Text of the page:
Refrigerators empower a child to get themselves a snack from the bottom shelf.  Wohoo! One step closer to productive independent citizens of the world!  If they leave the door open, the food spoils.  If they fill it full of dirt from the garden, that's gross.  If they get stuck in a fridge, they suffocate.  It's just a fridge, everyone needs one, and we teach our kids how to use it.  Have you noticed yourself teaching fridge lessons?

In teaching the internet, let's start by calling out great opportunities for its use with our kids.  Here are some ideas on how to do that:

  • "Hey kids, I'm in the kitchen and I'm trying to cook a tasty meal.  I'm not exactly sure how I want to season the salmon tonight, so let me grab the tablet (laptop, phone, ect) and search for some ideas."  Share with them the site you go to, the words you search, the results you get, and why you pick one site over another.  There's no age too young to talk about this, get yourself in the habit. Eventually, you can involve them in doing the searching without wiping your hands.
  • "I need to pay the electric bill.  I'm going to log onto our bank site, and create an automatic transfer."  The point isn't to teach them how to pay the bill, rather, that it's a tool that can help.  Use this example to talk about where electric comes from.  If they're old enough, play a naming game of what does and does not use electric around the house.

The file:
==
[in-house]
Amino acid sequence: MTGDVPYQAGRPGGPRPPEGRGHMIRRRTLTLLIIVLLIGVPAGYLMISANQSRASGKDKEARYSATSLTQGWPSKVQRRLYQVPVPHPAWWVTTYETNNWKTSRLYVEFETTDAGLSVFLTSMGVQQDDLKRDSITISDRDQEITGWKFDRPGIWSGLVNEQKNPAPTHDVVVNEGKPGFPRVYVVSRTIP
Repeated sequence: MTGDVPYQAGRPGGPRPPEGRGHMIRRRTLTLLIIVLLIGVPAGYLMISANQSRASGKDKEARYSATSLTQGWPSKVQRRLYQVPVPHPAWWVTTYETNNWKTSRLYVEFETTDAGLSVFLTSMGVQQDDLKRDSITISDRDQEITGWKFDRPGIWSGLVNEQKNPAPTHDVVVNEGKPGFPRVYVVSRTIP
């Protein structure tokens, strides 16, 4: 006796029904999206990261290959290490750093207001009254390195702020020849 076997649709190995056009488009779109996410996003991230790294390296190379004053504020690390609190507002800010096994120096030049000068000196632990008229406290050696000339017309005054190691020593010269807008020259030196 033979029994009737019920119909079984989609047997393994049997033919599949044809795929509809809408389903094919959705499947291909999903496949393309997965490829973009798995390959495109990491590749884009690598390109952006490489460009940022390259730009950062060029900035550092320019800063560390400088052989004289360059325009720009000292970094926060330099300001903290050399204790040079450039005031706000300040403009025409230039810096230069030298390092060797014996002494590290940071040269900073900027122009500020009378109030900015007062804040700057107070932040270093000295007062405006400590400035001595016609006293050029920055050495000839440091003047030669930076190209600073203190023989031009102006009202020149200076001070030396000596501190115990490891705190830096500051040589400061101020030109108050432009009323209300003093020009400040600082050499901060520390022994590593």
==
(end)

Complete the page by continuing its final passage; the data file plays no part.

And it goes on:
• "Grandma would love to see the holiday pictures while she's visiting, let's show her".  If they don't already know how, teach them to navigate to pictures and drive the "slide show".  Teach them how to scroll slow/fast enough for others to enjoy what they are being shown, and to share stories about the pictures if they can.  Caution: be prepared to segue away from the electronic, pictures are bedazzling.
  • If you are texting, checking email, or many of the other activities that make up the "at least once per hour" statistic, vocalize to your children what you are doing if you are in their presence.  "I'm replying to our friend Mary, she's interested in coming over for dinner on Thursday." or "I'm checking my email, because I'm waiting for a very important message about my schedule tomorrow."   This helps me be more mindful when I choose to check my devices, and occasionally, I realize my reason is not that important.  Use this opportunity to describe the purpose of text messages or emails.